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Web Site Draws Reluctant Editor's Page View With Crafty Headline Containing Words 'Stripper' and 'Goldman Sachs'

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I tried. I really did. I mean, I knew exactly what I was getting myself into, but still I clicked. This Bloomberg headline was simply too much for me to pass up: Stripper Finds Degree Profitable for Goldman Wasn’t Worth It.

"Carrianne Howard dreamed of designing video games, so she enrolled in a program at the Art Institute of Fort Lauderdale, a for-profit college part-owned by Goldman Sachs Group Inc. Her bachelor’s degree in game art and design cost $70,000 in tuition and fees. After she graduated in December 2007, she found a job that paid $12 an hour recruiting employees for video game companies. She lost that job a year later when her department was shuttered."

And then the kicker: "These days, Howard, 26, makes her living in a way that doesn’t require a college diploma: by stripping at the Lido Cabaret, a topless club in Cocoa Beach, Florida. “I didn’t know what else to do,” she says. “I’ve got a worthless degree. It’s like I didn’t attend school at all.”"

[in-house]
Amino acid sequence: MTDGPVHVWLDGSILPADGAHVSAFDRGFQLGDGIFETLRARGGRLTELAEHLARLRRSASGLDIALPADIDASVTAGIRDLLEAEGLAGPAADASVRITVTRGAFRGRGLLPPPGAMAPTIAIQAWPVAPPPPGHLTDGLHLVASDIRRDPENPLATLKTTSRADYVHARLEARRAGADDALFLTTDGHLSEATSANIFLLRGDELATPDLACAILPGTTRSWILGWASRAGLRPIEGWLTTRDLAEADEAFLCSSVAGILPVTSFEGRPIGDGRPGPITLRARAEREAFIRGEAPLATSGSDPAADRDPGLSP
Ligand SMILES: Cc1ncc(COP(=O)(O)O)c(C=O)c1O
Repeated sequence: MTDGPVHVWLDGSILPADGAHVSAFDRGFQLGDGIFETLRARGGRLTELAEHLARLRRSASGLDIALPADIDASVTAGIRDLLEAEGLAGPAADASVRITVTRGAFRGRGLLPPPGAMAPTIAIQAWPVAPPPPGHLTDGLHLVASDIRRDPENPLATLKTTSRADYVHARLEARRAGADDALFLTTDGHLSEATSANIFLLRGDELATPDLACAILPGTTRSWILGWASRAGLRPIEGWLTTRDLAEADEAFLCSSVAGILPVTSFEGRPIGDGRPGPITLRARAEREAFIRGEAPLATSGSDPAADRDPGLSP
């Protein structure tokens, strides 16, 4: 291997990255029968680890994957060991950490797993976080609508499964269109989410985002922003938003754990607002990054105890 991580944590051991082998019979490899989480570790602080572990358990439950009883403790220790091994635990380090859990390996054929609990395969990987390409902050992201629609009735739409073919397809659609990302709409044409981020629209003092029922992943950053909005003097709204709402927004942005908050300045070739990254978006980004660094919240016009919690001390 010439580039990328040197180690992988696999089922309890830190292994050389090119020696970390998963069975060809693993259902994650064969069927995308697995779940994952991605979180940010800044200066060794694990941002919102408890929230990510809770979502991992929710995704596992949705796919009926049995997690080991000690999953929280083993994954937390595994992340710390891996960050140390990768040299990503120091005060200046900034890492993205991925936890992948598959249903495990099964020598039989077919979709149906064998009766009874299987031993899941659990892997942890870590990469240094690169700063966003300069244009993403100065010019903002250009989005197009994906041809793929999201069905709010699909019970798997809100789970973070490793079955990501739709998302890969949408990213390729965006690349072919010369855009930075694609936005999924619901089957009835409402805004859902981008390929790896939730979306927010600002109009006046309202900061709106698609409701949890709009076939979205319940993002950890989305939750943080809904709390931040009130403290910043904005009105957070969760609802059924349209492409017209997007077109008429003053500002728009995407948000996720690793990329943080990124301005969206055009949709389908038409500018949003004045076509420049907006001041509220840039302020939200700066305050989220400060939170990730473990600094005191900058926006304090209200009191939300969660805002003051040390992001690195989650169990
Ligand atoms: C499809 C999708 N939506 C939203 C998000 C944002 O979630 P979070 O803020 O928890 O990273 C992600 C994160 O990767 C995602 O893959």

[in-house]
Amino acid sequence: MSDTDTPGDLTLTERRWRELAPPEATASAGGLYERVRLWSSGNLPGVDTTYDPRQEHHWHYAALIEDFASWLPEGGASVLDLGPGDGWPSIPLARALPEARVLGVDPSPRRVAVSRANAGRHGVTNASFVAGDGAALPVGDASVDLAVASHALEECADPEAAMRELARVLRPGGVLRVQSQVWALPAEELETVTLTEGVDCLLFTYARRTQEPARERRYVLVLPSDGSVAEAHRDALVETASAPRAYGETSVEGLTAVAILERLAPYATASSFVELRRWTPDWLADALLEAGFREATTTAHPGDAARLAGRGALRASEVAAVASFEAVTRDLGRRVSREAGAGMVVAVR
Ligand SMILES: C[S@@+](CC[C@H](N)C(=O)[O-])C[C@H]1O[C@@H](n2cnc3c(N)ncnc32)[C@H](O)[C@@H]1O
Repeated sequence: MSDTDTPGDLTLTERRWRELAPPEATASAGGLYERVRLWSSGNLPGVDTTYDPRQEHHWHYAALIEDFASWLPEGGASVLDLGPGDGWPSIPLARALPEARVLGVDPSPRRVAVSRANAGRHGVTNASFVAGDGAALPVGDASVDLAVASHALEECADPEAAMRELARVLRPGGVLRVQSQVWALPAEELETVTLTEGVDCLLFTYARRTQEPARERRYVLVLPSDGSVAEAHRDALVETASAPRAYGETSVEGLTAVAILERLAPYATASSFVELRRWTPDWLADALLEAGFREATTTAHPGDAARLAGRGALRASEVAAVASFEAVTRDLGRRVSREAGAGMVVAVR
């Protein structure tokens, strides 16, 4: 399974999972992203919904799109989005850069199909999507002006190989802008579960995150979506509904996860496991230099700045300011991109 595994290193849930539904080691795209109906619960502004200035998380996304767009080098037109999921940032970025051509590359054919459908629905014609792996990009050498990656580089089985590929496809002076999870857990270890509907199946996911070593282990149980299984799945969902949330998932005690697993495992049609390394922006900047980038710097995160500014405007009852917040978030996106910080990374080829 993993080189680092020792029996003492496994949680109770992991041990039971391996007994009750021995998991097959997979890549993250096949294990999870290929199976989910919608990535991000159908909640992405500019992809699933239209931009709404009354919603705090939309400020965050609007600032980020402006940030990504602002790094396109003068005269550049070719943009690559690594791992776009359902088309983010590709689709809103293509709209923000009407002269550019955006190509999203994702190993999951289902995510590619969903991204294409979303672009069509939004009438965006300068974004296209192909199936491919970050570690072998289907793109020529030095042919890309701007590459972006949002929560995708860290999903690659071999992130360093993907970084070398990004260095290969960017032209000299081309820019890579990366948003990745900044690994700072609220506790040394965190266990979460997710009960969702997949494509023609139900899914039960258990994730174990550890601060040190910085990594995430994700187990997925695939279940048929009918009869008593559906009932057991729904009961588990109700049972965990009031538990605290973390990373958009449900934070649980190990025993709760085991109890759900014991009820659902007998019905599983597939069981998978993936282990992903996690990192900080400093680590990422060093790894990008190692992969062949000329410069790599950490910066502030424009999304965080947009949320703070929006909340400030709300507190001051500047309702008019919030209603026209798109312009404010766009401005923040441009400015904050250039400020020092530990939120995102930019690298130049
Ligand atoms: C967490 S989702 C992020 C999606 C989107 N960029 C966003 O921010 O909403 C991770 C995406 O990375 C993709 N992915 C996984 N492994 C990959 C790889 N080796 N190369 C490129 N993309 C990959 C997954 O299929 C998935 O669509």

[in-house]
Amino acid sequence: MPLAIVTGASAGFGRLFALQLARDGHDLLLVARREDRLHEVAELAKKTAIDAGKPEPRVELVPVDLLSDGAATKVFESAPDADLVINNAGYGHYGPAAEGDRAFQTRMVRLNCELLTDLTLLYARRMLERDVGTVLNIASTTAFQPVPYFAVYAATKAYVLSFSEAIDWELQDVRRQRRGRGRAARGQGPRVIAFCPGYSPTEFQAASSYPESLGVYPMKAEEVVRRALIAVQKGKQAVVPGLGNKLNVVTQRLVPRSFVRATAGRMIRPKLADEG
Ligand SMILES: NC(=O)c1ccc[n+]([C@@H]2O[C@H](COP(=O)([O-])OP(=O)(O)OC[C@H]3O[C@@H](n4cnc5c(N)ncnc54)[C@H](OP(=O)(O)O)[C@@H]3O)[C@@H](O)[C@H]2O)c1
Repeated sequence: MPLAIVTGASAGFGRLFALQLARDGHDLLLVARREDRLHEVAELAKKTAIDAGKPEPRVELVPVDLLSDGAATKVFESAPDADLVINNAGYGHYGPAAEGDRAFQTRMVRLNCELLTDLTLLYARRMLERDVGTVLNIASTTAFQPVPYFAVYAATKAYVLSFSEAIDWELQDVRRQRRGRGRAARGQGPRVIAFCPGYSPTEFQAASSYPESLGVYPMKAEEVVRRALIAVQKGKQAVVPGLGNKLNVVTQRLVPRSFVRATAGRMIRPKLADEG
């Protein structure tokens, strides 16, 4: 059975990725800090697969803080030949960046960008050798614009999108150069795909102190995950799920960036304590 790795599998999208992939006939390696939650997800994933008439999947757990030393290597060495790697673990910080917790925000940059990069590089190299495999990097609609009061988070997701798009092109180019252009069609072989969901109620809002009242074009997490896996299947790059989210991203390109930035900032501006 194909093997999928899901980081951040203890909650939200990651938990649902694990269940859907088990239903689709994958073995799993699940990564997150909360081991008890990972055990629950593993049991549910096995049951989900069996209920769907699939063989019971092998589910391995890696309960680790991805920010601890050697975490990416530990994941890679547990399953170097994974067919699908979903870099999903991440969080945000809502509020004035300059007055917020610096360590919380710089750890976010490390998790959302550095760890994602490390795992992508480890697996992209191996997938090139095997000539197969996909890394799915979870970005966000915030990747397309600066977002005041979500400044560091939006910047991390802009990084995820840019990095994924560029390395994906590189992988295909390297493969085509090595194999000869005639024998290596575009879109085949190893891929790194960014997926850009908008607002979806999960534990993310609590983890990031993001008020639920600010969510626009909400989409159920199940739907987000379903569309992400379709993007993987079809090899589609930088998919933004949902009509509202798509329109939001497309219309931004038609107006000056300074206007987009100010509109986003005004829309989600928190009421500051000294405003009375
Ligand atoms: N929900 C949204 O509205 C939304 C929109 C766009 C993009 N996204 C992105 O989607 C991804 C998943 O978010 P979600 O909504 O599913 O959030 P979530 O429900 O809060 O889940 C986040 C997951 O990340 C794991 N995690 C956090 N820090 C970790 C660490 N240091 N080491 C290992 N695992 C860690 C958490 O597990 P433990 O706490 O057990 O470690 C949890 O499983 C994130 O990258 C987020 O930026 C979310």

Mildly Provocative Accompanying Art

Well played, Bloomberg.

Of course, there is a larger point to this sad tale, much larger than the crafty headline would have us believe.

The gist of the story is Goldman's 38% ownership in Education Management Corp., the parent company of the art student-turned-stripper's degree-conferring school, The Art Institute.  The industry of for-profit colleges and universities is drawing the attention of both Congress and the Obama administration.

"The Senate held a hearing Aug. 4 featuring a Government Accountability Office undercover probe that found recruiters at EDMC’s Argosy University in Chicago and 14 other for-profit colleges misled investigators posing as potential students about the cost and quality of their programs," Bloomberg reported. "Near their peak in April, Goldman’s shares in EDMC were worth $1.39 billion. Since then they’ve fallen by 45 percent, to about $770 million."

POSITION:  No positions in stocks mentioned.